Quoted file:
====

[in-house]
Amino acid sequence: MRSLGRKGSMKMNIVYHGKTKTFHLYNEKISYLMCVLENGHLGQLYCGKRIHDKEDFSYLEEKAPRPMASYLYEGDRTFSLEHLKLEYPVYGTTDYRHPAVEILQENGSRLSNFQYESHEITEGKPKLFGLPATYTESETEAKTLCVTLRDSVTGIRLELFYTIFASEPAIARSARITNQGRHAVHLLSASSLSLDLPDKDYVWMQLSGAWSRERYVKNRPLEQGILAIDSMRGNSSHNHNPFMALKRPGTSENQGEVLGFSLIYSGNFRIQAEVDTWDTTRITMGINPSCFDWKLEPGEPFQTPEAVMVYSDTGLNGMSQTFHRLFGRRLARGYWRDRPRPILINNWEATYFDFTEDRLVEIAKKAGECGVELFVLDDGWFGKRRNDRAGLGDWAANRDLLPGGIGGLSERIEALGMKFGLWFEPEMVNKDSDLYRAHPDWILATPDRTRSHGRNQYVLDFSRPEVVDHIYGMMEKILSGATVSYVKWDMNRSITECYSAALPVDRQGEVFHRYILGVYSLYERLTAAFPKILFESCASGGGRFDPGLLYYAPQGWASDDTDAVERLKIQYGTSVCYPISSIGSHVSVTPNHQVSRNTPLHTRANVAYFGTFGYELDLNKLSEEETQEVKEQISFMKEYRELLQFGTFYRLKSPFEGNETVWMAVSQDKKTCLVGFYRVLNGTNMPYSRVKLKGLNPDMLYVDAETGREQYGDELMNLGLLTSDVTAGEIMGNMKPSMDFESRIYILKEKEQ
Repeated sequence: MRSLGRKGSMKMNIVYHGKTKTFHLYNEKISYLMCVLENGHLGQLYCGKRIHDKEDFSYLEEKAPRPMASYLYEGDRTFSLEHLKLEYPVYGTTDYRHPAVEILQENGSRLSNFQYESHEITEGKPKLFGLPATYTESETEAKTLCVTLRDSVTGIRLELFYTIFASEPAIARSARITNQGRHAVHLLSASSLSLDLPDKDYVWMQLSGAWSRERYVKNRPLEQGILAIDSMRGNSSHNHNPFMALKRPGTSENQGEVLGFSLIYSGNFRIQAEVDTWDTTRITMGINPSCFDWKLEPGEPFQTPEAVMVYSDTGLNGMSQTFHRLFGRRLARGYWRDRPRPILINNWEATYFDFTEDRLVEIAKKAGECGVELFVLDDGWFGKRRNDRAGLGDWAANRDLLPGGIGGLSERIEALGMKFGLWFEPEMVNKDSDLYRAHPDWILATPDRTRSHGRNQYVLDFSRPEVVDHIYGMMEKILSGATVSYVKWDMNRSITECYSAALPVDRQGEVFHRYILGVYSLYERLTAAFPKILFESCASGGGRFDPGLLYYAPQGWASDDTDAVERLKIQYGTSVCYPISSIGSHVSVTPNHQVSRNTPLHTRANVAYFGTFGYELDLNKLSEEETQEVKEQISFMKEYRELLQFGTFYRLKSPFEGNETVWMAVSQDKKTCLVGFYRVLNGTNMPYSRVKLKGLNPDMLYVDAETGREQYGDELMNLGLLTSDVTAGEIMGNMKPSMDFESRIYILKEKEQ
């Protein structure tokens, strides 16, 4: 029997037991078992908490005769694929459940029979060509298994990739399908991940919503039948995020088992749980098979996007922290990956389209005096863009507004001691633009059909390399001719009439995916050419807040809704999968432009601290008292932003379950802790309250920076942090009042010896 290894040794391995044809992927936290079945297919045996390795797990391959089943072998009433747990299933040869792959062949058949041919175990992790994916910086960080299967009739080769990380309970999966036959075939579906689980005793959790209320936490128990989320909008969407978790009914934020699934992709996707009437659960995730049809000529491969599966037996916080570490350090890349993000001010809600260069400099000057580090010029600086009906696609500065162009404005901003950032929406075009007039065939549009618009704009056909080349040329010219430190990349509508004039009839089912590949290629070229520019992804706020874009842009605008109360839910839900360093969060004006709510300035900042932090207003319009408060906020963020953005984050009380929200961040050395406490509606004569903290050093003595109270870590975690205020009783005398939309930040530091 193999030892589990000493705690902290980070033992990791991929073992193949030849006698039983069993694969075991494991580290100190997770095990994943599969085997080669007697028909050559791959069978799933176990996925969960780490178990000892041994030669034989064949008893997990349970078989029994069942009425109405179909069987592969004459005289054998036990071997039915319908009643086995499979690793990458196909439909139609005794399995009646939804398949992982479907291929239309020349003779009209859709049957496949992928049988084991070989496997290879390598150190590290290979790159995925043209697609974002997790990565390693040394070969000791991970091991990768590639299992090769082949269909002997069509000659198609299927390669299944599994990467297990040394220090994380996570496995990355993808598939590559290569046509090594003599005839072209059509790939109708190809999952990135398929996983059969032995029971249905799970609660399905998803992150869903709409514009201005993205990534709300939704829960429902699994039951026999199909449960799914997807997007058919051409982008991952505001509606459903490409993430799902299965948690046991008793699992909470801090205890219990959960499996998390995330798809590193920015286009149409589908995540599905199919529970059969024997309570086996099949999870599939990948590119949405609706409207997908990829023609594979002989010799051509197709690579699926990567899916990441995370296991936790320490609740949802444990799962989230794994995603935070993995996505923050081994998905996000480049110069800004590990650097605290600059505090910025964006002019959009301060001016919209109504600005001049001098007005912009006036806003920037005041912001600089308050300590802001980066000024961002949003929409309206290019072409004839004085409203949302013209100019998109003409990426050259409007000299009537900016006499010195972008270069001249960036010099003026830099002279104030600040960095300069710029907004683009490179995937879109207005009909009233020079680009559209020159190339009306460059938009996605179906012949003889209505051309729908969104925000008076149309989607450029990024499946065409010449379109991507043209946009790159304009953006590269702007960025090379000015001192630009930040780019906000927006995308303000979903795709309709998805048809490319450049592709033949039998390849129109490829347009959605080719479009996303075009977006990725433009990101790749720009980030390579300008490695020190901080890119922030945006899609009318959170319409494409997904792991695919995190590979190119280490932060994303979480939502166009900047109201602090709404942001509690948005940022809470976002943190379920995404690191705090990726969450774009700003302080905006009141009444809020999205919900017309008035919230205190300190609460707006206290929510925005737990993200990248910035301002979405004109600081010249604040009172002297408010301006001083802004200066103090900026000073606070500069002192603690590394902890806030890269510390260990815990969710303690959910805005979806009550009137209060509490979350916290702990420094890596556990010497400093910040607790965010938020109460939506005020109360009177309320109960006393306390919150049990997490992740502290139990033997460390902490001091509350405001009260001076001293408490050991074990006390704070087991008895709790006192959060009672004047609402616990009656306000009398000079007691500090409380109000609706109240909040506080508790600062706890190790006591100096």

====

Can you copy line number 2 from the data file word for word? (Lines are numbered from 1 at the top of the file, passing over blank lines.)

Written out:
Amino acid sequence: MRSLGRKGSMKMNIVYHGKTKTFHLYNEKISYLMCVLENGHLGQLYCGKRIHDKEDFSYLEEKAPRPMASYLYEGDRTFSLEHLKLEYPVYGTTDYRHPAVEILQENGSRLSNFQYESHEITEGKPKLFGLPATYTESETEAKTLCVTLRDSVTGIRLELFYTIFASEPAIARSARITNQGRHAVHLLSASSLSLDLPDKDYVWMQLSGAWSRERYVKNRPLEQGILAIDSMRGNSSHNHNPFMALKRPGTSENQGEVLGFSLIYSGNFRIQAEVDTWDTTRITMGINPSCFDWKLEPGEPFQTPEAVMVYSDTGLNGMSQTFHRLFGRRLARGYWRDRPRPILINNWEATYFDFTEDRLVEIAKKAGECGVELFVLDDGWFGKRRNDRAGLGDWAANRDLLPGGIGGLSERIEALGMKFGLWFEPEMVNKDSDLYRAHPDWILATPDRTRSHGRNQYVLDFSRPEVVDHIYGMMEKILSGATVSYVKWDMNRSITECYSAALPVDRQGEVFHRYILGVYSLYERLTAAFPKILFESCASGGGRFDPGLLYYAPQGWASDDTDAVERLKIQYGTSVCYPISSIGSHVSVTPNHQVSRNTPLHTRANVAYFGTFGYELDLNKLSEEETQEVKEQISFMKEYRELLQFGTFYRLKSPFEGNETVWMAVSQDKKTCLVGFYRVLNGTNMPYSRVKLKGLNPDMLYVDAETGREQYGDELMNLGLLTSDVTAGEIMGNMKPSMDFESRIYILKEKEQ